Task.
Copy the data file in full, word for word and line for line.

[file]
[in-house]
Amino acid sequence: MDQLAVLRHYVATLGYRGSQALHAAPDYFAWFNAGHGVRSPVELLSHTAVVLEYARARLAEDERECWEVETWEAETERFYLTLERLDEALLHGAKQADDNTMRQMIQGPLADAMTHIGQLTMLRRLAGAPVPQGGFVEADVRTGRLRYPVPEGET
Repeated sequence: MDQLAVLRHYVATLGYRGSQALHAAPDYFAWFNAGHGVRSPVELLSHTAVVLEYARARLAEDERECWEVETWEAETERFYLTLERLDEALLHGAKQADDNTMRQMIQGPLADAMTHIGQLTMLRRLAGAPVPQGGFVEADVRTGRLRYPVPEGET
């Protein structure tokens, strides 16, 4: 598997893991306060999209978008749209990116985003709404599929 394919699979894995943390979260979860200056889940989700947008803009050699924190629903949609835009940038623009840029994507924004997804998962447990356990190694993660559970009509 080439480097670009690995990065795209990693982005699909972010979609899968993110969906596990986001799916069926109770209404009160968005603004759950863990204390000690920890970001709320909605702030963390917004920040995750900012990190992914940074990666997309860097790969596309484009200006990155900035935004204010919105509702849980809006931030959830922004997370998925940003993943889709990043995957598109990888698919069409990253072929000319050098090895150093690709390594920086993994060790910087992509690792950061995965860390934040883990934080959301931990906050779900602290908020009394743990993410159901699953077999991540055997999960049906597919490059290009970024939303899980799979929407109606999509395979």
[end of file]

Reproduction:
[in-house]
Amino acid sequence: MDQLAVLRHYVATLGYRGSQALHAAPDYFAWFNAGHGVRSPVELLSHTAVVLEYARARLAEDERECWEVETWEAETERFYLTLERLDEALLHGAKQADDNTMRQMIQGPLADAMTHIGQLTMLRRLAGAPVPQGGFVEADVRTGRLRYPVPEGET
Repeated sequence: MDQLAVLRHYVATLGYRGSQALHAAPDYFAWFNAGHGVRSPVELLSHTAVVLEYARARLAEDERECWEVETWEAETERFYLTLERLDEALLHGAKQADDNTMRQMIQGPLADAMTHIGQLTMLRRLAGAPVPQGGFVEADVRTGRLRYPVPEGET
């Protein structure tokens, strides 16, 4: 598997893991306060999209978008749209990116985003709404599929 394919699979894995943390979260979860200056889940989700947008803009050699924190629903949609835009940038623009840029994507924004997804998962447990356990190694993660559970009509 080439480097670009690995990065795209990693982005699909972010979609899968993110969906596990986001799916069926109770209404009160968005603004759950863990204390000690920890970001709320909605702030963390917004920040995750900012990190992914940074990666997309860097790969596309484009200006990155900035935004204010919105509702849980809006931030959830922004997370998925940003993943889709990043995957598109990888698919069409990253072929000319050098090895150093690709390594920086993994060790910087992509690792950061995965860390934040883990934080959301931990906050779900602290908020009394743990993410159901699953077999991540055997999960049906597919490059290009970024939303899980799979929407109606999509395979």